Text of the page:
THE excitement around bitcoin, and cryptocurrency in general, has continued to rise. Many people have turned their attention to the world’s most popular cryptocurrency for its disruptive capabilities, viewing it also as an alternative store of value, and a hedge against inflation. Coupled with the increased interest from institutional investors, bitcoin looks to solidify its place in the modern finance landscape.
As with any new technology, bitcoin has prompted many questions from everyone looking to understand it. In addition, its volatility, environmental impact, the crackdown in China, and regulatory issues faced by a certain cryptocurrency exchange, have become a recent topic of debate. The latest developments have encouraged conversations among many and, in particular, discussions about regulations. Therefore, it is worth addressing them to give a perspective on the role of regulations in the cryptocurrency industry.
The latest cryptocurrency mining and trading regulations in China have caused a stir in the market. It is estimated that 90% of the country’s mining capacity will shut down as a result. This new regulation is significant news as 65% of bitcoin mining occurs in China due to the wide availability of cheap electricity sources in several regions.
Nevertheless, we believe that these regulations will strengthen bitcoin’s long-term growth. Increased mining decentralisation ensures that the bitcoin network is less vulnerable to the regulation of one country in the long term. Furthermore, the mining regulation in China presents an opportunity for miners to move to locations with abundant renewable energy sources such as El Salvador for its geothermal energy and Texas, US, for its solar and wind power.
Due to their mobility, bitcoin miners will go wherever they can to use the cheapest energy source and move to locations where power is affordable and clean. Bitcoin’s technology is built in such a way that it incentivises the use of renewable energy. This is because it is currently much cheaper to mine bitcoin using renewable energy than using non-renewable energy.
Renewable energy sources such as solar, wind, and hydro typically produce excessive supply when demand is low. But conversely, they struggle to provide enough when demand is high. Essentially, bitcoin miners would effectively be using up energy stores that would have otherwise gone to waste.
Although regulatory practices in China are on the extreme end of the spectrum, fair and progressive regulations are crucial for the healthy growth of an industry. Furthermore, a practical regulatory framework promotes the protection of customer funds and strikes a balance between the need for rules and the space needed for innovation to happen. As such, the existence of a licence to operate should provide consumers with a good indication that consumers can trust a company with their funds and that they will have controls in place to prevent the use of cryptocurrency for illicit means.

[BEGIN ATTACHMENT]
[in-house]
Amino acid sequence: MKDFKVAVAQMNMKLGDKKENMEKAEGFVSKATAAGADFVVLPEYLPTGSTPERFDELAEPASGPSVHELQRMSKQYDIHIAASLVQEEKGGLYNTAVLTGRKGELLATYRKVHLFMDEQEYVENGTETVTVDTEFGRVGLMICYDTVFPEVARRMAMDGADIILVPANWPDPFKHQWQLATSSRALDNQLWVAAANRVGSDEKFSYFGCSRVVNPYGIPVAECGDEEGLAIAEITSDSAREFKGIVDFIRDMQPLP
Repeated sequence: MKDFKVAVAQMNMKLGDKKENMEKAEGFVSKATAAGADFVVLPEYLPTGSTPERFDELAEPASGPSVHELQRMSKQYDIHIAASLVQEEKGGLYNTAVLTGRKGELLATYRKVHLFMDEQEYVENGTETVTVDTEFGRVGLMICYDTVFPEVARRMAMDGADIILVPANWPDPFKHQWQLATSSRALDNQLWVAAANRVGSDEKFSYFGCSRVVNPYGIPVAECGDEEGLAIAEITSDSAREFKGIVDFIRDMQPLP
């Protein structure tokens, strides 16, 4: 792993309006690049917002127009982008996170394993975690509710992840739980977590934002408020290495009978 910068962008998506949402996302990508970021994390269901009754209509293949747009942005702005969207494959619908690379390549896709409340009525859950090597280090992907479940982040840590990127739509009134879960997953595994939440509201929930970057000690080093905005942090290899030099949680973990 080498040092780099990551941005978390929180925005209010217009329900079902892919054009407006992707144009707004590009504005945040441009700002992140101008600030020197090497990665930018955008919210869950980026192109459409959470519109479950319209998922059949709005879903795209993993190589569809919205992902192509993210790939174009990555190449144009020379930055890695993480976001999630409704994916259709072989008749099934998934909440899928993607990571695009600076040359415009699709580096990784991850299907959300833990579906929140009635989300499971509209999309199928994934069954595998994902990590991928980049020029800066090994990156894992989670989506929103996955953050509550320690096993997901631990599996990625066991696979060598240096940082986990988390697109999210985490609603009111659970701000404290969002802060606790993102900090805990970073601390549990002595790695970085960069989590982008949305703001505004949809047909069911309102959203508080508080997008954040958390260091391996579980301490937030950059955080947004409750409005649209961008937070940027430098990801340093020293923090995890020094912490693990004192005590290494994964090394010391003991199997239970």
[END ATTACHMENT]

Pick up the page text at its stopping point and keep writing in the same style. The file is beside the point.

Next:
Recently, a prominent cryptocurrency exchange was facing some regulatory issues in Europe and other parts of the world. As a result, the exchange was prohibited from operating in one country and received warnings from regulators in several others. This situation highlights why cryptocurrency exchanges need to work closely with local regulators to establish appropriate regulatory frameworks that benefit both industry players and customers.
In Malaysia, we work closely with the Securities Commission in helping it to understand the cryptocurrency industry better as it goes through the regulatory process. As a result, the Securities Commission was efficient in introducing cryptocurrency-specific regulation, and we are proud to have become the first registered cryptocurrency exchange in Malaysia. As a result, cryptocurrency has shown that it can exist in a fair and progressive regulatory environment. It is proven to be as we are now storing more than RM1 billion of digital assets on behalf of more than 300,000 customers and processing more than RM4.2 billion in 2021 — indicating a positive trend of cryptocurrency demand in Malaysia.
For cryptocurrency, regulation is also crucial because it lays the groundwork to develop relationships with other industry players such as banking institutions. The advantage of having a regulated exchange is obvious – greater transparency and protection of consumers and a blueprint for further collaboration with regulatory bodies. Regulators like the Securities Commission and Bank Negara Malaysia are opening up the way for investors, traders, and individuals to maximise the benefits of a new financial system such as cryptocurrency. Today, there are three approved digital asset exchanges in Malaysia, further showcasing the Malaysian regulator’s readiness to uphold the regulatory framework of the cryptocurrency industry in Malaysia.
We believe that regulation will raise the bar in the cryptocurrency industry, and, in our experience, this is also what customers want. It will continue to strengthen cryptocurrencies and encourage mass public adoption.
Currently, we are in a mixed economy where we still heavily rely on existing financial infrastructure to make a move to a future system easier. For as long as we interact with the existing financial system, we will have to adapt and follow some of the same rules that apply to them. Cryptocurrencies are maturing from a self-regulated domain to a regulated one, where individuals and businesses can introduce aspects of cryptocurrency assets into their daily lives. However, for this to happen, a relationship with local regulators needs to be built upon trust and a common goal to ensure a financial system that is beneficial to everyone.
This article was contributed by Luno Malaysia country manager Aaron Tang.